Preparing for long-term offshore cruising

24 to 12 Months from Departure

This series covers what it takes to prepare to live aboard a yacht long-term, travel around the world, and live life confidently at sea.  We start two years from your departure date, but in reality there are tasks that must be completed even before then to ensure a successful voyage. Those tasks are related to securing a boat, earning a captain’s license (or equivalent), ensuring you have a partner (or deciding you want to go it alone) and so forth.  We will start with the assumption that you have a fully functioning vessel, and are both legally and practically able to sail your yacht to various ports.

24 Months from Departure

At this stage long-term cruisers can largely be grouped into one of two categories.  The first group is made up of individuals who have made this trip their life dream, thinking about destinations and experiences since their mid-20s.  The second group includes those who are constantly distracted by the idea of getting away — they need to go, but plan on returning to their current life after a year or two abroad.

The long-term dreamer has the best shot of making the voyage a reality and tends to come out closer to budget given the amount of thought they have given the trip, as well as their depth of experience and ability to navigate the ever-valuable cruising forums.  The ‘escapees’ on the other hand are more likely to get caught up in the experience, making the voyage more romantic and extravagant; however it should be noted that this often comes with a price tag.  Regardless, both have an incredible journey ahead!

Define Your Experience: At 24 months from your departure date the most important thing you can do is to define what you want your trip to be like. This is both in broad terms of the experience, activities, level of comfort, etc. And in more specific terms, what you want and expect your yacht to be able to do for you at sea and in port.  Thinking through each aspect of the journey is crucial as these decisions will shape your future planning and purchase decisions.  A lot of research about your boat and onboard experience is also in order – knowing which systems and tools can help you accomplish your goals, and what instruments are actually compatible and functional on your specific yacht model.  Not all systems may be available to you, so planning for that is something you need to do now.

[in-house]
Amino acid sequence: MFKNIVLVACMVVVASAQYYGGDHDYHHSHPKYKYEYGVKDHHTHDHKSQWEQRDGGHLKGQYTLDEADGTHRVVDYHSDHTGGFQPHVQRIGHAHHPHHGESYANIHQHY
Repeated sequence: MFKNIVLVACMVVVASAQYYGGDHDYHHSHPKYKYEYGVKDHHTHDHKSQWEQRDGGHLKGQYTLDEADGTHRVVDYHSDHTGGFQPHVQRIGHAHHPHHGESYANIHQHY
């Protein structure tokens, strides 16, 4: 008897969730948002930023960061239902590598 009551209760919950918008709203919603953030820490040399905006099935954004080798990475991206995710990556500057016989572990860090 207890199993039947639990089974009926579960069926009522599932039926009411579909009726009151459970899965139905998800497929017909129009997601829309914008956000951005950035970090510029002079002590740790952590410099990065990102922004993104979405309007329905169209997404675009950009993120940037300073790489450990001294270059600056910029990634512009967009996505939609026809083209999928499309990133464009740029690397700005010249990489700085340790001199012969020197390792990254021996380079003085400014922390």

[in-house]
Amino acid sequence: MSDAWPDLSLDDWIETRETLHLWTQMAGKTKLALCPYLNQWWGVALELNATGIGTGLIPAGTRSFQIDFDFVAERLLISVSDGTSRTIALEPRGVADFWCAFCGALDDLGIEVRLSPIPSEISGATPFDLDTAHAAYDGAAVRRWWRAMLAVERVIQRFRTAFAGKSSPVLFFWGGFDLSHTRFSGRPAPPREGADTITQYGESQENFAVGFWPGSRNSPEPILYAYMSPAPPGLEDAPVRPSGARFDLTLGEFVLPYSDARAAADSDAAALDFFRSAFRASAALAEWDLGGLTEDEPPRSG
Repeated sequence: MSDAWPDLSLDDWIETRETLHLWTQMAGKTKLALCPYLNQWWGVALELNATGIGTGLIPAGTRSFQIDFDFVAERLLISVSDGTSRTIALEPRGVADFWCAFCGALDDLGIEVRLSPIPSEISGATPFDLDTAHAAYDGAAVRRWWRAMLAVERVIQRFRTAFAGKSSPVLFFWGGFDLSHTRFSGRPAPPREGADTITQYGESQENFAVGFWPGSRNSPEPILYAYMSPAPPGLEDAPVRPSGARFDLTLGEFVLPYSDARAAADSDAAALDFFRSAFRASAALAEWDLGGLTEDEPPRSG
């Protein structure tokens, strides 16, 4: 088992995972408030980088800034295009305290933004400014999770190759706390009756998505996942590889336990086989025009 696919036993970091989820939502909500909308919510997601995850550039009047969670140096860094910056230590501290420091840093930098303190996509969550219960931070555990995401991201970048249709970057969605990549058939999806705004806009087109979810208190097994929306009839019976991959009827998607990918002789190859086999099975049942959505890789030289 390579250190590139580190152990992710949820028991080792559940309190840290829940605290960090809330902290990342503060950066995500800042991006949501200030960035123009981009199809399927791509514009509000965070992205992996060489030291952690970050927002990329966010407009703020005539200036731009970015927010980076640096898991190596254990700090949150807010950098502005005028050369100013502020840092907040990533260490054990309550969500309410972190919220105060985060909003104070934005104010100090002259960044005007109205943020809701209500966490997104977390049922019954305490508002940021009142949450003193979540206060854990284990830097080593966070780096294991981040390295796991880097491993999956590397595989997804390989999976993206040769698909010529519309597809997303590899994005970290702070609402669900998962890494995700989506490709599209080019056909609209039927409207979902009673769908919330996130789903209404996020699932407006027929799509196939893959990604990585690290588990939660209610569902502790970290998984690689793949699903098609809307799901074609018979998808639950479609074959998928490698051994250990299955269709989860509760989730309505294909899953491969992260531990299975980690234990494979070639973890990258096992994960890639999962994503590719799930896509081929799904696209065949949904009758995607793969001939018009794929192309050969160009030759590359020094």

Be Specific: Knowing what you want means not just knowing that you want a water purifier and navigation system, but identifying the specific brands and models, the type of communication system, the engine you will be dependent on, etc. You don’t necessarily need to buy the items at this stage, but knowing the options and the differences between them will help you prepare your mind and your budget.

Think it Through: If you need to be able to sail with just two people, you will need to have a setup that will accommodate you.  If you want to be able to do gourmet cooking, you need a galley designed with that in mind.  If getting ashore is especially important, you might investigate how you’ll get there from your yacht. Start writing down all of the pieces required to make your dream trip a reality.  Have a checklist for things you need (or want) to buy, topics or purchases you need to consider, and concerns you need to address.

Things to Avoid

While it is great to think about the adventure ahead, it may be easy to think about topics that may put you off course.

–         Don’t watch ‘The Perfect Storm’.  Trust us. For the next 2-5 years, do not watch this movie.

–         Don’t get caught up in the details.  This is typically where offshore cruisers fall flat.  If you are numbering and itemizing all your equipment onboard at 24 months from departure, or creating back up plans for all your back up plans, leaving the dock becomes less and less likely.

–         Don’t worry about finding the perfect crew.  Two years away is pretty abstract for most people.  If you are looking to have a number of people onboard for the full, or simply parts, of the voyage, you do not need to find them now.  But if there is a significant other you are going with, of course they should be as committed as you are.

Key Questions

–         What do you want your yacht to be able to do for you?

–         What instruments and systems are best for you and your yacht?

–         What budget do you have for the project? Is it enough to support you?

–         How self-sustainable is your yacht?  How dependent will you be on ports?

–         How many years you will be gone?

–         What regions will you be sailing to?


12 Months from Departure